As a parent the road through autism is daunting in the beginning. It goes something like this:
You are on a train heading down the tracks and you see that something isn’t right. You can’t tell if it’s the track that’s wrong, the train is moving too slow or the surrounding landscape is foreign. You just know this doesn’t feel right and you aren’t in control of it. You wonder if you did something when you pushed that button in your cabin quarters. As the train chugs down the track it’s zigzagging all over the place and now there’s smoke coming out of the engine room. It’s clear something’s wrong. You just don’t know what to do about it. You struggle with guilt. Maybe this is your fault for choosing to take a trip this time of year. You call the train engineer and point out the problem, but he says it’s fine. It will stop, it’s just stalled a bit but it will get back on track. You go back to your seat, biting your nails, hoping he’s right, but your gut knows he’s not.
You near the next station and the train is supposed to stop, but instead it veers off one of the changing tracks and heads the other direction. Now the smoke is pluming out of the engine room and you feel the train is shaking and rattling more than it was before. You pull out your iPhone and start looking up problems with trains on the internet. You find a train model called The Autism Rail 2000. As you read the details of the Autism Rail 2000, you see the problems this train has. Its known to have any of the following: rattling, shaking, pluming smoke, random track changes, missing stops and so on.
Now you know that there really is something wrong, you’re on the wrong train. This isn’t the train you bought a ticket for. You purchased your ticket for the Neurotypical Express. Not the Autism Rail 2000. How did this happen? You were sure you bought the right tickets. You double checked the order, you verified your train trip before you left the house. You call the conductor over to point out the error in your ticket. You ask to be dropped at the next station to pick up the Neurotypical Express. He tells you “sorry, no exchanges ma’am”. You’re heart sinks and you are confused.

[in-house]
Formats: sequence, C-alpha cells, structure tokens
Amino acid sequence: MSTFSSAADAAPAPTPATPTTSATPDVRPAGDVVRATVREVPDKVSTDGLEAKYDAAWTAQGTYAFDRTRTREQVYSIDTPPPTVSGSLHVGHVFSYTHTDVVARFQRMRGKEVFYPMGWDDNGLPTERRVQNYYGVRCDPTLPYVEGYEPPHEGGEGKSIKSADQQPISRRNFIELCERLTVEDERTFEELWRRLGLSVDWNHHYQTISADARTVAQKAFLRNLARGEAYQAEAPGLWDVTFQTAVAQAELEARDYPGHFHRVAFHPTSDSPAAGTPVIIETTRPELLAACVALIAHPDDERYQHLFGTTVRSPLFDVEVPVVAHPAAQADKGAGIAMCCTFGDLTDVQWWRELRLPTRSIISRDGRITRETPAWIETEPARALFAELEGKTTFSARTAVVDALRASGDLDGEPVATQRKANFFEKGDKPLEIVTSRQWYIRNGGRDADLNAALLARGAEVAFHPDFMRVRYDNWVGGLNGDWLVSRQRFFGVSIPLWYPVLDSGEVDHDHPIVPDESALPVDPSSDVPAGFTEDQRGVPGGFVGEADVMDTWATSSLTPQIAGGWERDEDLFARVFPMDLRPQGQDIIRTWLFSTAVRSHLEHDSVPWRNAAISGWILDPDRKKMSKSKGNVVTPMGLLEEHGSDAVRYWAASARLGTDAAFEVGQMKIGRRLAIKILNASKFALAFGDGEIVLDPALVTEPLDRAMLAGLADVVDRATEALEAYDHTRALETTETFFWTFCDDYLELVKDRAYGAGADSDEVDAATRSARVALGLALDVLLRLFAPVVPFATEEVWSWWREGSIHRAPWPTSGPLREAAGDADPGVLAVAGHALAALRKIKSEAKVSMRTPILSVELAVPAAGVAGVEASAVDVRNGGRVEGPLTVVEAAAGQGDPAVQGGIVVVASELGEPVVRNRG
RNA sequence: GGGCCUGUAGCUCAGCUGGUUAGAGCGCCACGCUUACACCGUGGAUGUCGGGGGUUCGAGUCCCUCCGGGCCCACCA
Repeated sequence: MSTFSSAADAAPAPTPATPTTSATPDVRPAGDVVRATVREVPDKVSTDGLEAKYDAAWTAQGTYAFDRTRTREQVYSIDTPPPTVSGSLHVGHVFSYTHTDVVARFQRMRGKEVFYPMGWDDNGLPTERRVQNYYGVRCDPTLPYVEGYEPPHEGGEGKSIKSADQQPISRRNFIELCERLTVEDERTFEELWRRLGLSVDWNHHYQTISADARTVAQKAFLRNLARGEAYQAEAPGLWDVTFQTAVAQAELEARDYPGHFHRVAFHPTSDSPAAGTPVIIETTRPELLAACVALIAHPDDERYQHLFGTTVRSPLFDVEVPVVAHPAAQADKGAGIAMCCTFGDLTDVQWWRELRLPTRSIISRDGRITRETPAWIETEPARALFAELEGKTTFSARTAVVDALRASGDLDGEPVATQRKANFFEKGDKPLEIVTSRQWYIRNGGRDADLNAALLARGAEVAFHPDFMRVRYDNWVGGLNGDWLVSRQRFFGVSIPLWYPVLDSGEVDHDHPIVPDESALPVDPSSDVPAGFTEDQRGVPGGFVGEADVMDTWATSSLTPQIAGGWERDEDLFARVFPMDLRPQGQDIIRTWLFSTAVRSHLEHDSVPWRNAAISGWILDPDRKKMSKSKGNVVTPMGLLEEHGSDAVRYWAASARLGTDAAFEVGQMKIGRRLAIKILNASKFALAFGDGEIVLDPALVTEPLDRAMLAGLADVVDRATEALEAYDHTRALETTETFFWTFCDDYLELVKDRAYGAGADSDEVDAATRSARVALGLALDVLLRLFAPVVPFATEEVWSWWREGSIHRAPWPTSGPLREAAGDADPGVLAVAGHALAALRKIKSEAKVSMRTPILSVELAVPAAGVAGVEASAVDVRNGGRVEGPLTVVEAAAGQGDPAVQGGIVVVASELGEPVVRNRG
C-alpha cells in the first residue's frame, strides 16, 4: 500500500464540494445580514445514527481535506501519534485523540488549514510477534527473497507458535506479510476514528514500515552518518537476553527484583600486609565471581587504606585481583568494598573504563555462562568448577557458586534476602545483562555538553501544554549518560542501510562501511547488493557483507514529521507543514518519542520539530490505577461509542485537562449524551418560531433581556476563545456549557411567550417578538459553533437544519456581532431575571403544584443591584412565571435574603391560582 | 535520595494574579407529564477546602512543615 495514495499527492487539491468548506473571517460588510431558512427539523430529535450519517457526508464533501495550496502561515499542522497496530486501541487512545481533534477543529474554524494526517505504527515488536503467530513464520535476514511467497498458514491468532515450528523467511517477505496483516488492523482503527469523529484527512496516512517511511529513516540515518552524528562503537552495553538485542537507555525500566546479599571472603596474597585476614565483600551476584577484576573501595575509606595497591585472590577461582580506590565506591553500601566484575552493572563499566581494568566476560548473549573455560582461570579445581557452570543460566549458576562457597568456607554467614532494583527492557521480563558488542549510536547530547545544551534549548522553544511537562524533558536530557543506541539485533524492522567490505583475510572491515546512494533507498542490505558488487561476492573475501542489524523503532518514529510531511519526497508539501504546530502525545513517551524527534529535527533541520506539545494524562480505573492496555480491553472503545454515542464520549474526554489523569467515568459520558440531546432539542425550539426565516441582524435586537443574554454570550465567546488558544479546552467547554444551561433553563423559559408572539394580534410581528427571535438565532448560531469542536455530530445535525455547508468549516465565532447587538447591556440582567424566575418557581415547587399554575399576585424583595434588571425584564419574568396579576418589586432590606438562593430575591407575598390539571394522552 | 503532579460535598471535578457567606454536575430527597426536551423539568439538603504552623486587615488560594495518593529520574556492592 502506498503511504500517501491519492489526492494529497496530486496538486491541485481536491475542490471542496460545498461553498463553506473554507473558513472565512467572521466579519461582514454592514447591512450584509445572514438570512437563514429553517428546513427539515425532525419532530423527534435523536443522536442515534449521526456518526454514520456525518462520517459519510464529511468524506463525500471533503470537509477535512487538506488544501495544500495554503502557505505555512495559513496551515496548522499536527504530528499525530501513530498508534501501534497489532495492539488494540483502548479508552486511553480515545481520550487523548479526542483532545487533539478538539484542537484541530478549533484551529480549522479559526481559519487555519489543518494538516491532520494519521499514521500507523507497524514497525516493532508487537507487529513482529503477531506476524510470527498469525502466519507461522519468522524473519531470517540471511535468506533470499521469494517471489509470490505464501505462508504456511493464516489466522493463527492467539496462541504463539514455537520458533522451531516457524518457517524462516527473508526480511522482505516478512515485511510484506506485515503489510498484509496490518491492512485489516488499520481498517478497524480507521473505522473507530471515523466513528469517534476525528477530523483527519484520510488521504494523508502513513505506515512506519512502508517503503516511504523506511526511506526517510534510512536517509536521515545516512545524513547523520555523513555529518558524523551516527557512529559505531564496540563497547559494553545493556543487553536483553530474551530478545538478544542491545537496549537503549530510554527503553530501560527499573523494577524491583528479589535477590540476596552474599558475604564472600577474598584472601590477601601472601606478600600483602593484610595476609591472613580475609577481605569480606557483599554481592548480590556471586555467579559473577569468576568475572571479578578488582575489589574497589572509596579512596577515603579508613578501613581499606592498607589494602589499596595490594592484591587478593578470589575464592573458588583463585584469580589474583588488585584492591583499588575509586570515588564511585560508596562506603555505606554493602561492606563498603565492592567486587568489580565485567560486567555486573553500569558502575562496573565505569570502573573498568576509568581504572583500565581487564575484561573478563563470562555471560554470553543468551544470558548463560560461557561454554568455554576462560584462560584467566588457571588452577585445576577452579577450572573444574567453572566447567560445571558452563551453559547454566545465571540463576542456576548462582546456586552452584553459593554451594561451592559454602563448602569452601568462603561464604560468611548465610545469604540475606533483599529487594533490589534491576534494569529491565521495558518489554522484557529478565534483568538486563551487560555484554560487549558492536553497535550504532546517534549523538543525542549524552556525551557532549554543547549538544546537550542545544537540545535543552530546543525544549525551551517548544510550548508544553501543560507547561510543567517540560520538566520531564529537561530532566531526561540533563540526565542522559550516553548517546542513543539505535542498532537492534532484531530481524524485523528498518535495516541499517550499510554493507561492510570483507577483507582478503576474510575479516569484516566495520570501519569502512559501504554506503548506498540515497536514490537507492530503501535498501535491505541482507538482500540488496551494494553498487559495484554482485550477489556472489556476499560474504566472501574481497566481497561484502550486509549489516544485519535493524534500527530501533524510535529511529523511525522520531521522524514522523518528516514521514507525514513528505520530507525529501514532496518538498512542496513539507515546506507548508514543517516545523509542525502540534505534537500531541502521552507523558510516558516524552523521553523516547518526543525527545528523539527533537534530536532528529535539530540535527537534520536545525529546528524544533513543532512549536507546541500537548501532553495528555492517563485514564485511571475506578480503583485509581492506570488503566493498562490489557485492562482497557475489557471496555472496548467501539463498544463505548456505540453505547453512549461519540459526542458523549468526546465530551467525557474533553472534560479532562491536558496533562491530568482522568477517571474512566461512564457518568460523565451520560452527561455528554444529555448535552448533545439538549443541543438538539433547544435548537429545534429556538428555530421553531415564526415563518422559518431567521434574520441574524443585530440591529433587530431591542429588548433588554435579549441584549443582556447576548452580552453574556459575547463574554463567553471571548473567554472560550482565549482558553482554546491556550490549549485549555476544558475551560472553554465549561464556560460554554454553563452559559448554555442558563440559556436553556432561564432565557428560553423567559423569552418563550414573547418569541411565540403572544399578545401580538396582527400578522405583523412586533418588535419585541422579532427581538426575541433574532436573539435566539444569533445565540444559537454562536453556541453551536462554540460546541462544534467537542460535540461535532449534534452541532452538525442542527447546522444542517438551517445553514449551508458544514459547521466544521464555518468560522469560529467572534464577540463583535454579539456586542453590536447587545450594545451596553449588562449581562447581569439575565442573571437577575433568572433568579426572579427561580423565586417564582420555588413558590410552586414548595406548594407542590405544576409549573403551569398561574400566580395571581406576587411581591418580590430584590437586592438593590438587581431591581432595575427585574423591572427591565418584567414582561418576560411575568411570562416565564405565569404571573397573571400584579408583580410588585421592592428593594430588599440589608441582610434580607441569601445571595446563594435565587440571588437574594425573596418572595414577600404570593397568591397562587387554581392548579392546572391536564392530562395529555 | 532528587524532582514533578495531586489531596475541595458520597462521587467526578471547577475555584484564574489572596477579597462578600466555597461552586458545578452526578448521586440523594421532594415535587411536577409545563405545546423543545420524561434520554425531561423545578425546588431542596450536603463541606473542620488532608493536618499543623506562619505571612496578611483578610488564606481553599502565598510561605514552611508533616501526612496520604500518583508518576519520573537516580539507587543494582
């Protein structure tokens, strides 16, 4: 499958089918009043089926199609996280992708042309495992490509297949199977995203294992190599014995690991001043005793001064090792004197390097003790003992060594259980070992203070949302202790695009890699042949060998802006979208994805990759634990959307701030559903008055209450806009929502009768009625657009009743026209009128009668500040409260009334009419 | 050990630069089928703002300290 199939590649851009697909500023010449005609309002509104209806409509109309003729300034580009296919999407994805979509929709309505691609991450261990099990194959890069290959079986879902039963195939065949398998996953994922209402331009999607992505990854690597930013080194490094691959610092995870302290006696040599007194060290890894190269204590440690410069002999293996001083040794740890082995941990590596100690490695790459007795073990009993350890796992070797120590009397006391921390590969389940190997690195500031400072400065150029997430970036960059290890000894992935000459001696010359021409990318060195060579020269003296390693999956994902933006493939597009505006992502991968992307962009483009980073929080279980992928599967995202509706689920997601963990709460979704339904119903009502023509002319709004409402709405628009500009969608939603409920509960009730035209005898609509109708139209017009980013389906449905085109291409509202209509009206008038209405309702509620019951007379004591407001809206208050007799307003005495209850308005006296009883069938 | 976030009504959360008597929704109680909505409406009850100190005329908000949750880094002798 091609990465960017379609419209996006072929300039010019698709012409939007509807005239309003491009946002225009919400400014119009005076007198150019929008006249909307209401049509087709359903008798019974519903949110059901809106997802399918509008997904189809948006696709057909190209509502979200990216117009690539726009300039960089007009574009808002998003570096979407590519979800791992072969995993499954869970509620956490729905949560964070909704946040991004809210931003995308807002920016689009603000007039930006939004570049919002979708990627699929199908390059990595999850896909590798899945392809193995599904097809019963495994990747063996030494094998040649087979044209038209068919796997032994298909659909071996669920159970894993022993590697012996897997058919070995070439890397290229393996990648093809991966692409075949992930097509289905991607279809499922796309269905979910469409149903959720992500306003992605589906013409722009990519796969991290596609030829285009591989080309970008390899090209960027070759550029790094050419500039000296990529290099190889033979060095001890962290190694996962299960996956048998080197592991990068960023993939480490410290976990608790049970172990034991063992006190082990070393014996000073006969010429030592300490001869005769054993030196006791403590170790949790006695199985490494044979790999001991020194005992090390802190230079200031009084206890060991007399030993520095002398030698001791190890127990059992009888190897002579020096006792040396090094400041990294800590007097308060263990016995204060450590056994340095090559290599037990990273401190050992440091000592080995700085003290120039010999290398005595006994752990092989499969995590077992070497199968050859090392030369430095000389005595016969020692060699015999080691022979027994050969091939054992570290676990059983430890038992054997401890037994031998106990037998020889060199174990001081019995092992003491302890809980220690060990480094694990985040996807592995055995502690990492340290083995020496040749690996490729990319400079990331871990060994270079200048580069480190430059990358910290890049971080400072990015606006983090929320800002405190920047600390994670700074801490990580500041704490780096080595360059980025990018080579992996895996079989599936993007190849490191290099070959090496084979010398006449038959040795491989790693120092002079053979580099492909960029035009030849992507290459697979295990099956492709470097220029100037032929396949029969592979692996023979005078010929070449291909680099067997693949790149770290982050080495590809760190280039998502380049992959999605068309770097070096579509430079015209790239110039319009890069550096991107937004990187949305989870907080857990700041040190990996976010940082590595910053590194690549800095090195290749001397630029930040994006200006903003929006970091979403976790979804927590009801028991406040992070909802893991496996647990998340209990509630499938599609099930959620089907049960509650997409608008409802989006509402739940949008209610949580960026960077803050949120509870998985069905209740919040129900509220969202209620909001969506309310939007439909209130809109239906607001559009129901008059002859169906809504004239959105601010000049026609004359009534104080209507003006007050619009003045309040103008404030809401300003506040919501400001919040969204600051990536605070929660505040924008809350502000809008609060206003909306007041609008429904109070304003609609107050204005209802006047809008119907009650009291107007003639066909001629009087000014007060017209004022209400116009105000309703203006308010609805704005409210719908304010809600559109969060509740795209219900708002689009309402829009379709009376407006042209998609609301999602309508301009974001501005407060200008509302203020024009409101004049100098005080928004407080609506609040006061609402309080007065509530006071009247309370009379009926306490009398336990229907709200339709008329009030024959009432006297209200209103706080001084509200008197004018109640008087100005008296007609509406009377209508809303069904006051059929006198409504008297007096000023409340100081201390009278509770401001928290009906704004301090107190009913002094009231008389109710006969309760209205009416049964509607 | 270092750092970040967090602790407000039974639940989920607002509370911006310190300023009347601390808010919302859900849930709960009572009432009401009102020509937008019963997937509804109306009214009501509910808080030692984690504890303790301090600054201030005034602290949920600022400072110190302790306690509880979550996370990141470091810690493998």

Now you try to reach out to other passengers and train personnel for answers. Some of them have been on the Autism Rail a long time. Others are confused and new like you are. You all convince the engineer to take the train to the next stop where there is a locomotive mechanic. You hope he can fix this train, or at least put you on the Neurotypical Express. When you arrive at the station the mechanic asks what the problem is. You tell him and he shrugs his shoulders and says ” Sorry ma’am that’s how the Autism Rail was built, there’s nothing I can do to fix this train”. You might try the specialized locomotive mechanic, he works on Autism Rail 2000’s.
You and the other passengers have a glimmer of hope that maybe this specialist can fix the train. However, when he comes out to see the train he tells you it’s going to cost a lot of money. Don’t worry he takes credit cards. You and the other passengers dip into your wallets and purses to scrape together what money you can find in hopes it’s enough for this mechanic to fix up the train.
Finally, you pay him and he goes and looks in the engine room. He kicks the wheels a bit, test the horn and says “well it is an Autism Rail 2000. They haven’t made too many of these. They don’t always run properly and sometimes they need a lot of extra care”. Eagerly you question him to see if there is any care that will help. The mechanic hands you a long list of parts and a special fuel that he says will make the train work better, but you have to buy these and replace them every month. And he tells you even if you do that, “It won’t be a Neurotypical Express, ma’am. It’s going to run slower, and need more care. There’s really nothing you can do to make this train like the Neurotypical Express”.
He tells you, you’re just going to have to accept that this little engine will never be like the rest.
This is the rail many parents stay on.
But not me, I got back on the train and I talked to the people who had been riding it longer. I asked them what really does help the train to run better and can I fix the train? I knew that other trains could improve, even when the Neurotypical Express broke, it could be fixed. So why not fix the Autism Rail 2000 I had?
While this entire story is an analogy. It’s how it goes. We suspect there is something atypical about our child. We are told by others that it’s fine. We get more evidence that it’s not fine. We find ourselves confused. We starting wondering if we did something wrong. We seek help but are told there isn’t any. Some of us accept that and do nothing further. Some of us fight and seek answers.
I sought answers.